Instead of a simple “hello” at the checkout line, I need something more to be engaged. At one of the coffee shops near my office, I have become somewhat of a regular. Thus, when I walk in the door, many times someone will greet me by name. It’s not quite the greeting Norm from “Cheers” received every time he walked into the bar, but it has a similar effect. It’s clear that I’m valued and remembered at this particular coffee shop, and that is engaging.

Engagement gets my full attention.
To continue my grocery store comparison, I can have a conversation about the weather while thinking about what item I may have forgotten before getting in the checkout line. Getting my full attention would mean allowing me to focus on how the brand is helping me achieve my goals.

Engagement makes me want to come back for more.
What is it about a conversation that is unique and makes me believe that I won’t get the same quality of response somewhere else? Or, maybe it is just the level of customer service that is given. Having someone attempt to truly understand your needs and then work to solve your problem is a powerful thing. I recently went to a newly opened Mexican restaurant near my home and ordered for a vegetarian friend and myself. I made an obvious mistake in ordering, and when I got the food, realized that the other person’s food was not vegetarian after all. I briefly explained what happened, and the owner instantly made it right. Not only did he quickly get me the vegetarian equivalent for my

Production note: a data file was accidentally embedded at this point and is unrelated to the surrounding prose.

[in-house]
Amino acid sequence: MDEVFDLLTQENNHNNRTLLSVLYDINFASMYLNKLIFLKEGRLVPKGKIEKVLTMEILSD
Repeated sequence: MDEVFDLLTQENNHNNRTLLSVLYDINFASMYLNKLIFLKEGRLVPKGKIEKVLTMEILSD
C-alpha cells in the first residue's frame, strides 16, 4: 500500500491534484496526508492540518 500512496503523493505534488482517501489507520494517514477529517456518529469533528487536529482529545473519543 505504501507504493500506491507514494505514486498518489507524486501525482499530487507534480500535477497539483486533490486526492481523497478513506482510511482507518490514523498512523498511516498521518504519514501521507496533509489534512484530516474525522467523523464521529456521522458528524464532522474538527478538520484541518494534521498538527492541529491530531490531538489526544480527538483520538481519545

friend, but he also gave me another free dish. He knew that he probably had one chance to convert me into a loyal customer, and, sure enough, he did with one simple gesture. Engagement is realizing that there is rarely a second chance to make a true connection with a customer, and then doing something memorable about it.

Engagement makes me want to share my thoughts and feelings with others.
What is so memorable or brilliant that I have to tell someone else about it? Sometimes a product itself is so memorable that it makes people want to talk about it. Esurance and Tempur-Pedic have built advertising campaigns around this idea, daring prospective customers to use Google to discover what others are saying about their products. I think this is a brilliant strategy, and it’s built around a platform of engaging with customers to the point that they can’t contain their enthusiasm about a brand.


So what do we do from here? Blaming monitoring tools or resources will go about as well as blaming ever does. It will cover you in the short term, but probably won’t solve many (if any) long-term issues.

The good news is that there is something you can do now to create more engagement among your audiences, and it’s pretty simple: put better content out there. It doesn’t mean that every post or response you give needs to be different, but it means that you need to be thoughtful about the way you initiate engagement with your followers. Follow these rules: